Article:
The Graduation Ceremony
The ceremony is an important day in the University year and a proud day in the life of those who are graduating.
The graduation is the culmination of years of study and is the occasion on which the University formally awards certificates and diplomas and confers degrees upon those students who have completed their studies at the University over the past year.
The ceremony is an exciting blend of old and new: a ceremony steeped in tradition in which many of the customs and much of the regalia dates from many hundreds of years and the earliest universities, while the graduates represent the latest in ideas, technologies and expression.
Academic dress is part of the rich heritage of universities. The beginning of the ceremony sees the staff of the University show their pride and support for the new graduates by wearing academic dress and official robes in the Academic Procession. When presented with their academic parchments, the graduates also wear the academic dress appropriate to their award.
The Chancellor and staff of the University proceed onto the stage in an official Academic Procession, which is headed by the junior academic and general staff of the University followed by the senior staff of the University and completed by the Mace Bearer and Chancellor.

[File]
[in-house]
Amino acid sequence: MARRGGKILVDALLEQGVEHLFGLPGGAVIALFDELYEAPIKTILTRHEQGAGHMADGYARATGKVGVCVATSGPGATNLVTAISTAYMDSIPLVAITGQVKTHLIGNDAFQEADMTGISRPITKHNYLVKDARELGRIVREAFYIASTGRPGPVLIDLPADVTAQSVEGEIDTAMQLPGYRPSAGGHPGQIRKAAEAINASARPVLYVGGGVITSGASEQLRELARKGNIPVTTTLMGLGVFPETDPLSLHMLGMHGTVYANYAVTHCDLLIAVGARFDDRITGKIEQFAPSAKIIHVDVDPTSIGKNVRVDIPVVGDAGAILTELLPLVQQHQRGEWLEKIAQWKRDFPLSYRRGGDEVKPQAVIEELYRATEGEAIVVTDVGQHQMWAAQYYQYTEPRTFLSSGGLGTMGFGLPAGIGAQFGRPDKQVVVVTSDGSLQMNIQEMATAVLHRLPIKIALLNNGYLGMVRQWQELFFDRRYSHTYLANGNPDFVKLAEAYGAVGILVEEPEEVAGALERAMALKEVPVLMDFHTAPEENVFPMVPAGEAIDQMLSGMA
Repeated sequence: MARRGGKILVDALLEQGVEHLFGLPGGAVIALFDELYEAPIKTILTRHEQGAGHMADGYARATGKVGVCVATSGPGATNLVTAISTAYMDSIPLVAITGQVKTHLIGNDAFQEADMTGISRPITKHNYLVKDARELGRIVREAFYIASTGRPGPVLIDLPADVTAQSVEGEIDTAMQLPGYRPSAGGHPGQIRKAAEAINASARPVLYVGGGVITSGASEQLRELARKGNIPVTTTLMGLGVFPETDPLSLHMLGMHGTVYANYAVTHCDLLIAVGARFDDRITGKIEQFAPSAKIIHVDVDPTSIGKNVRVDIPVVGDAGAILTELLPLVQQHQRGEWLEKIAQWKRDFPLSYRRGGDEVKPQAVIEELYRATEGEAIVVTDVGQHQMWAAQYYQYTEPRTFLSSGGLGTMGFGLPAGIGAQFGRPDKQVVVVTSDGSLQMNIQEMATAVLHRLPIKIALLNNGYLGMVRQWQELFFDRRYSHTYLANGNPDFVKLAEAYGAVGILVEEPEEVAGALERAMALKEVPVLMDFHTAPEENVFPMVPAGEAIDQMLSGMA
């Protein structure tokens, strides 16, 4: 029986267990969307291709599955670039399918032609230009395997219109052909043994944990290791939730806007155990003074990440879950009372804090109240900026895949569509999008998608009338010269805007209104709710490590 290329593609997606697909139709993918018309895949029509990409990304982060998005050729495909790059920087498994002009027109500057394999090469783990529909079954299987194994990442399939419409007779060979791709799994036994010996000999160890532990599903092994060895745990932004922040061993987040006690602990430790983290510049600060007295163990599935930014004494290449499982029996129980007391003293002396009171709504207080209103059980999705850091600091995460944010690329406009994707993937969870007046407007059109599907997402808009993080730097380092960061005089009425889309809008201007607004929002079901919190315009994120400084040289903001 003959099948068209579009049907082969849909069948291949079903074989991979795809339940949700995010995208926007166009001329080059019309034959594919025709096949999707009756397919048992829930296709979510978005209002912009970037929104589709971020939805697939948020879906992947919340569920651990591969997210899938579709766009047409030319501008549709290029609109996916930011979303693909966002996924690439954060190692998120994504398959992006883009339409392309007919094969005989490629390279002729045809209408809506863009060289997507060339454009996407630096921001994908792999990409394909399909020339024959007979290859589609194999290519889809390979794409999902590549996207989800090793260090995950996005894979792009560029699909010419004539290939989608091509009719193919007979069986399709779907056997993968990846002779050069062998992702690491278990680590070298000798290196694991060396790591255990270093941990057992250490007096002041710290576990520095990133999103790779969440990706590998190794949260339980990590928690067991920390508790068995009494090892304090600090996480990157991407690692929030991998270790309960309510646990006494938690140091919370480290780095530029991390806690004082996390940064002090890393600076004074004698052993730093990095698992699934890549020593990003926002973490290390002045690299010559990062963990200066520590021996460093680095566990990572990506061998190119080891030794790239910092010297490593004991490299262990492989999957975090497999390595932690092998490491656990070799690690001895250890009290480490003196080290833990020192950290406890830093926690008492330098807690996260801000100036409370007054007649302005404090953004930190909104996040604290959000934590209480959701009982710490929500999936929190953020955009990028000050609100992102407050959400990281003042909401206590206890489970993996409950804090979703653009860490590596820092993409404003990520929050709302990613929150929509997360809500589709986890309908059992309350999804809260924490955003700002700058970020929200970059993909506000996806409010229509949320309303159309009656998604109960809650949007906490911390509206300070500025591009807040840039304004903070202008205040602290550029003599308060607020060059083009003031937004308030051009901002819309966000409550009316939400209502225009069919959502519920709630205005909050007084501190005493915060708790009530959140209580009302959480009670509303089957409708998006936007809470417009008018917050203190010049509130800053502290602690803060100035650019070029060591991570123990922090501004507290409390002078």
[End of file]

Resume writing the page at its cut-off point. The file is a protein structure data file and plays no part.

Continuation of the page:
The University Mace represents much of the history and regalia associated with universities and their official ceremonies.
The silver ceremonial mace was presented to the Flinders University of South Australia by The University of Adelaide in April 1969 in recognition of the development of the University.
In medieval times, a mace was a heavy, often spiked, club used as a weapon in battle and at jousting matches. In the sixteenth century the mace came to be borne ceremonially as a symbol of protection of the monarch, and later as a general ceremonial staff of office. Oxford University began using a mace for ceremonial occasions in the late sixteenth century and Cambridge University adopted a mace in 1626.
The Flinders mace was designed by Mr Gerald Benney of London, and is based on a heraldic double F for Flinders. The head of the mace is textured on its outside surfaces and polished on the spindle parts.
The crest of Flinders University is engraved on the head; at the lower end of the shaft, there is a smaller replica of the crest of The University of Adelaide and an inscription - Given to The Flinders University of South Australia by The University of Adelaide 1969.